The example seven-card combined game begins with each player having the option to wager on the three-card bonus phase, the three-card Pai Gow phase, the five-card bonus phase, the five-card Pai Gow phase, the seven-card Pai Gow phase, and/or the optional seven-card bonus phase, if desired. As shown in FIG. 5, the gaming table 82 includes a position 84 for each player and a position 86 for the dealer. Wagering for the three-card bonus phase is done by placing a wager of the desired amount in the three-card bonus spot 88, wagering for the three-card Pai Gow phase is done by placing a wager of the desired amount in the three-card Pai Gow spot 90, wagering for the five-card bonus phase is done by placing a wager of the desired amount in the five-card bonus spot 92, wagering for the five-card Pai Gow phase is done by placing a wager of the desired amount in the five-card Pai Gow spot 94, and wagering for the seven-card Pai Gow phase is done by placing a wager of the desired amount in the Pai Gow spot 98, and wagering for the optional seven-card bonus phase is done by placing a wager of the desired amount in the seven-card bonus spot 96. Each wager is optional, but at least one must be made, otherwise the player does not participate in that particular game.

After wagers are made, the dealer deals out three cards to each player position 84 to form a three-card partial hand and the dealer's position 86 to form a three-card partial hand. After the first three cards are dealt to each position, each player that wagered on the three-card bonus phase determines if she is entitled to a three-card bonus by comparing her three-card partial hand to a three-card bonus payout schedule. If the player believes she is entitled to a bonus, she places her cards face up on the table. If the dealer or banker agrees that the player is entitled to a bonus, the player is paid the appropriate amount based on the three-card payout schedule.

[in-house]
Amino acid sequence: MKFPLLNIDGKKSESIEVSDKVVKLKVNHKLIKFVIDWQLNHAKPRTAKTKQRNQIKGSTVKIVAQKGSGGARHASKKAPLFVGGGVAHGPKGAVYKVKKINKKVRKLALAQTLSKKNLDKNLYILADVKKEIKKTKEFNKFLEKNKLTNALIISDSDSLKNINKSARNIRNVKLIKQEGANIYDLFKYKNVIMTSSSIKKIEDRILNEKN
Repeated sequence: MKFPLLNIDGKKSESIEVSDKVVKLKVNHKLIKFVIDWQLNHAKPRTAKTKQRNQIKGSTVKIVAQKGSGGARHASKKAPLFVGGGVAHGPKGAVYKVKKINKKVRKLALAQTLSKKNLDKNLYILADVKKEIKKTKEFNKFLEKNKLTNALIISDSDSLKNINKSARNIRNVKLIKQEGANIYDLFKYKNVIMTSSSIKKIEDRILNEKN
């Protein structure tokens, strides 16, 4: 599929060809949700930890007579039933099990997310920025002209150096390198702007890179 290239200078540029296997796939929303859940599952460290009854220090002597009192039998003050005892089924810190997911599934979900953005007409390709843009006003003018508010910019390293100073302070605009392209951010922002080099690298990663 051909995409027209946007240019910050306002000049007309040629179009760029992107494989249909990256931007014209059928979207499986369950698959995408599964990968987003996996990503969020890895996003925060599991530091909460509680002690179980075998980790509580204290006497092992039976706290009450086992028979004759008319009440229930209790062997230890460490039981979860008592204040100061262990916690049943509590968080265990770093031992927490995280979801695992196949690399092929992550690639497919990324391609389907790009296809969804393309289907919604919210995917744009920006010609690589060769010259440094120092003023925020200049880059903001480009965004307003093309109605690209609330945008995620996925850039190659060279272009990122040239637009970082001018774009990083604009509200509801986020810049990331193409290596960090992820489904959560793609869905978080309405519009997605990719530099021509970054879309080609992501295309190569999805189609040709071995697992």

In the three-card Pai Gow phase, each player divides her three-card partial hand into a one-card low hand and a two-card high hand. The low hand is placed in the appropriate spot 100 at the player's position 84 and the high hand is placed in the appropriate spot 102 at the player's position 84. The banker then sets his cards appropriately into a one-card low hand and a two-card high hand. The player's hands are then compared to the banker's hands to determine if the total game is a win, loss, or push. For a win, the player receives the same amount as her wager, minus 5% for the house or banker. For a loss, the player loses her wager. For a push, no money is exchanged. Alternatively, the present invention contemplates that the player's complete three-card hand can be compared to the banker's complete three-card hand to determine a winner if there is a push.